• The parties are to negotiate in good faith to achieve tailored and appropriate temporary leasing arrangements. If the parties cannot reach agreement, the matter will be referred and subjected to applicable dispute resolution for binding mediation.
  • The financial risks and cashflow impacts during the COVID-19 pandemic period are to be shared in a proportionate manner between the parties.
  • Landlords must not terminate the lease nor draw on the tenants’ securities due to non-payment of rent.
  • Landlords must offer tenants appropriate reductions in rent in the form of waivers and deferrals (including hibernating or pausing of leases). Rental waivers must constitute no less than 50% of the total reduction unless this requirement is waived by the tenants. Rental deferrals must be amortised over the balance of the lease term and for a period of no less than 24 months, whichever is greater, unless otherwise agreed between the parties. Interest, fees or charges must not apply to the amount waived or deferred.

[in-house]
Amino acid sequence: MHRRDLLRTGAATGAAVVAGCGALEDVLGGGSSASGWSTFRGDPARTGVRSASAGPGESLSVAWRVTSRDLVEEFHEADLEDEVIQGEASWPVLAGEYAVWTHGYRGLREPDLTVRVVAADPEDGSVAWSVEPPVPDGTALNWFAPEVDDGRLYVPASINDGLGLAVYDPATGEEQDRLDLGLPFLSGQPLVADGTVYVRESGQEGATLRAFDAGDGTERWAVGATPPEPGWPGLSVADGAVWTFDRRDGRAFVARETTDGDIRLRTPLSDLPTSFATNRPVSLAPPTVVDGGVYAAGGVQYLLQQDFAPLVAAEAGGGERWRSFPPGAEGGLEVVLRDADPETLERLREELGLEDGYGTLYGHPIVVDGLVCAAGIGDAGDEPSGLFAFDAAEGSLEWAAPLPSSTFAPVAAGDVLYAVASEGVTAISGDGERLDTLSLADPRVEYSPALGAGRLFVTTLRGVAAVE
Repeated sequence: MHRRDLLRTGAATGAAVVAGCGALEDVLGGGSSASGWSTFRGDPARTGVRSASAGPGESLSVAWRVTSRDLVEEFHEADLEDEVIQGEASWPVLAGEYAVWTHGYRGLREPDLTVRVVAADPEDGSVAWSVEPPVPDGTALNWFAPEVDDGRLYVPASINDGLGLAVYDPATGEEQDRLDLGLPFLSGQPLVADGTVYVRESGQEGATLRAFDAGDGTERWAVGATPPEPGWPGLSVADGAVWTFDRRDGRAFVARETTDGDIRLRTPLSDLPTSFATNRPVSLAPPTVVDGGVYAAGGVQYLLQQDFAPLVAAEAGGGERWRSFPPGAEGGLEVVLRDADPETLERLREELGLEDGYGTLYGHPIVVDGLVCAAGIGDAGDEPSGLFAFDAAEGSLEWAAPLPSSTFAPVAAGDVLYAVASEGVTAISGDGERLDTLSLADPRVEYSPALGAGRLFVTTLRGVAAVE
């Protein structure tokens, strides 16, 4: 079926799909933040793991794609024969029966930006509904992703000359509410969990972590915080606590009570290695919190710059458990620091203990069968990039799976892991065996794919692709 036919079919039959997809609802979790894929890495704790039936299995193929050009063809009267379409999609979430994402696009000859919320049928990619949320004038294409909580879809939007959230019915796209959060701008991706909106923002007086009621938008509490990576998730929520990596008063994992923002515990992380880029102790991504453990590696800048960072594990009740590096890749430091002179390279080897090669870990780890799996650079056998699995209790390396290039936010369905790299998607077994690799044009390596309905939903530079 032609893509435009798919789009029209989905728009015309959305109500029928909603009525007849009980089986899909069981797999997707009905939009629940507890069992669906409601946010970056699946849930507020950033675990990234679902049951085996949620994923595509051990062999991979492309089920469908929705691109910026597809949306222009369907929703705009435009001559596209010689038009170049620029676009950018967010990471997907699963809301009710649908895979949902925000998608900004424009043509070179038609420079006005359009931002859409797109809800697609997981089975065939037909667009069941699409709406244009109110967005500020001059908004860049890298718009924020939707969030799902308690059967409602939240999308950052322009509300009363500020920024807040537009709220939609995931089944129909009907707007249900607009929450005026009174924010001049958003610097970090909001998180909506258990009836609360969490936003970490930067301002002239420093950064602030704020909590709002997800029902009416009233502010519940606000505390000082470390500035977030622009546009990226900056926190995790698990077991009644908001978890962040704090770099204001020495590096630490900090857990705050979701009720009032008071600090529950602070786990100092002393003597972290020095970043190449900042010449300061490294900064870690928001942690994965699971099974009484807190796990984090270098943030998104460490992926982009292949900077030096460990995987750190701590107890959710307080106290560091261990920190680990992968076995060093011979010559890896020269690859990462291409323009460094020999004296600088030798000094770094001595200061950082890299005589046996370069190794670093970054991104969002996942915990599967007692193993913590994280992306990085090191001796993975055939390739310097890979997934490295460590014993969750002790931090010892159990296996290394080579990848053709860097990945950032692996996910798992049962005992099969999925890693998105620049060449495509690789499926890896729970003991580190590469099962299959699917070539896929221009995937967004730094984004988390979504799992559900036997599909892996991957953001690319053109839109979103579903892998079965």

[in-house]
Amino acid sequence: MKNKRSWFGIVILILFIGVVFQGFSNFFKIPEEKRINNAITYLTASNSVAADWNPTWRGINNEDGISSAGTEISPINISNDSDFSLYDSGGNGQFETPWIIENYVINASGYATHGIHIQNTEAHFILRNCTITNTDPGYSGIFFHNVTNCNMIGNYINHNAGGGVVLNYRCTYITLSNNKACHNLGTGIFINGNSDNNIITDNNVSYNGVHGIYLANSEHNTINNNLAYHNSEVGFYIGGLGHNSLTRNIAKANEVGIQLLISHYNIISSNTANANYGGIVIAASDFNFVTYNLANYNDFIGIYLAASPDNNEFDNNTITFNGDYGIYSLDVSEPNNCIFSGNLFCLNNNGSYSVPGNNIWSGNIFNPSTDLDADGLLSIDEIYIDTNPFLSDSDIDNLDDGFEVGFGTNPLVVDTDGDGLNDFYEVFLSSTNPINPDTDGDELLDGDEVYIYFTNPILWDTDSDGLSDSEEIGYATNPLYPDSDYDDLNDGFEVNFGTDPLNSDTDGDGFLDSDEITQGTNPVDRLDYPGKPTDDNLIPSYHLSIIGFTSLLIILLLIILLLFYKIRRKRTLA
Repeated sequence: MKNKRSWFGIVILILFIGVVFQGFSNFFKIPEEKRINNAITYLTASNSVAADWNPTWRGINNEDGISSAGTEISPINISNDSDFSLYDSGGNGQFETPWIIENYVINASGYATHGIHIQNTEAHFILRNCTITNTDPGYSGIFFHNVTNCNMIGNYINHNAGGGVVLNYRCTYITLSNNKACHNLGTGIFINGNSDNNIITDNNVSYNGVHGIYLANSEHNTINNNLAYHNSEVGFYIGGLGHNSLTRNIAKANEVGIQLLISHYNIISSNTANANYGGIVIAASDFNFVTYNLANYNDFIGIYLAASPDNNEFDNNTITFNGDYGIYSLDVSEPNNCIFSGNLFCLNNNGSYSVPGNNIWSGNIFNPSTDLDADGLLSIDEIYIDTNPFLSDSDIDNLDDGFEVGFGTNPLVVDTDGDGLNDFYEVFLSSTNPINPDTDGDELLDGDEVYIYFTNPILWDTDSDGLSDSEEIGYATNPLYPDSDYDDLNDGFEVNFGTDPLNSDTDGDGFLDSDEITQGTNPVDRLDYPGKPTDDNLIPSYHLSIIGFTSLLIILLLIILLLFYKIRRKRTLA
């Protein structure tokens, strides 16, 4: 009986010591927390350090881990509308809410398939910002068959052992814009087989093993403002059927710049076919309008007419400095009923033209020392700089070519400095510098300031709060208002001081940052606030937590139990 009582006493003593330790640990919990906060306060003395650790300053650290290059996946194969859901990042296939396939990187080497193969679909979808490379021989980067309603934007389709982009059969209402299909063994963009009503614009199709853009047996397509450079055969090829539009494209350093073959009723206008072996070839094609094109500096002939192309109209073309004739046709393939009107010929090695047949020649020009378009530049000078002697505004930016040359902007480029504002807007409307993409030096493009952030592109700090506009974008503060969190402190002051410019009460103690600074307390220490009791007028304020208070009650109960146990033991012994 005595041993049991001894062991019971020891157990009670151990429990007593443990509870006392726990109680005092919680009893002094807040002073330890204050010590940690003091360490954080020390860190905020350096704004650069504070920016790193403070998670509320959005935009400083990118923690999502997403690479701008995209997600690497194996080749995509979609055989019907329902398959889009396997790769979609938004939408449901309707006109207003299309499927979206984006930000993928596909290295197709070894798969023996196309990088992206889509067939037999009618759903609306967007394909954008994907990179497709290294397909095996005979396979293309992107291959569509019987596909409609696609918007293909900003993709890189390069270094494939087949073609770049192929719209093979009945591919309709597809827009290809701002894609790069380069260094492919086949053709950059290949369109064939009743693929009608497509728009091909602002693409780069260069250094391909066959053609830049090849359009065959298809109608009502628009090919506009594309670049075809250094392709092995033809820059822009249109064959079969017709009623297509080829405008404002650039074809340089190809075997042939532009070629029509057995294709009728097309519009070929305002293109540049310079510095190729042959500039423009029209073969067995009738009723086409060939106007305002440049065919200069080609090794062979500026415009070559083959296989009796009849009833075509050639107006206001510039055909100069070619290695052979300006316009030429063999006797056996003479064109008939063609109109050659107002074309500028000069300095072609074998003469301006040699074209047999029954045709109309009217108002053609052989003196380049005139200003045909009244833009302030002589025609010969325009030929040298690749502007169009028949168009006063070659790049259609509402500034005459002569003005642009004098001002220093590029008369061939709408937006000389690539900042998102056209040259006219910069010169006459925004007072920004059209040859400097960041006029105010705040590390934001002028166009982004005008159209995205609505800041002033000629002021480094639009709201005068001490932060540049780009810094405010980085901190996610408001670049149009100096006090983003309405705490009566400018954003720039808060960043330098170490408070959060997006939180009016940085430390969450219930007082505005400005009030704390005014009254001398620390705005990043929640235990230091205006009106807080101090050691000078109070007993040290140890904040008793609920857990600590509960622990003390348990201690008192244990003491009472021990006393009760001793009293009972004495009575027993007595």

• Opportunity to extend the leases for an equivalent period of the rental waiver and deferral period should be offered to the tenants.
  • Rental increases (except for retail leases based on turnover rent) will not apply.
  • During the period the tenants are unable to trade, recovery of outgoings or other expenses is waived and the landlords may reduce their services in such circumstances. Tenants cannot be penalised for reducing opening hours or ceasing to trade.
  • If negotiated arrangements include repayment of deferred rent, then instalments should be made over an extended period and not commence until the earlier of the ending of the COVID-19 pandemic period or the existing lease expiring.
  • Tenants are expected to honour their obligations under their leases (subject obviously to the provisions of the Code). Material failure to abide by substantive terms of the leases by the tenants will forfeit any protections offered to the tenants under the Code.

Next steps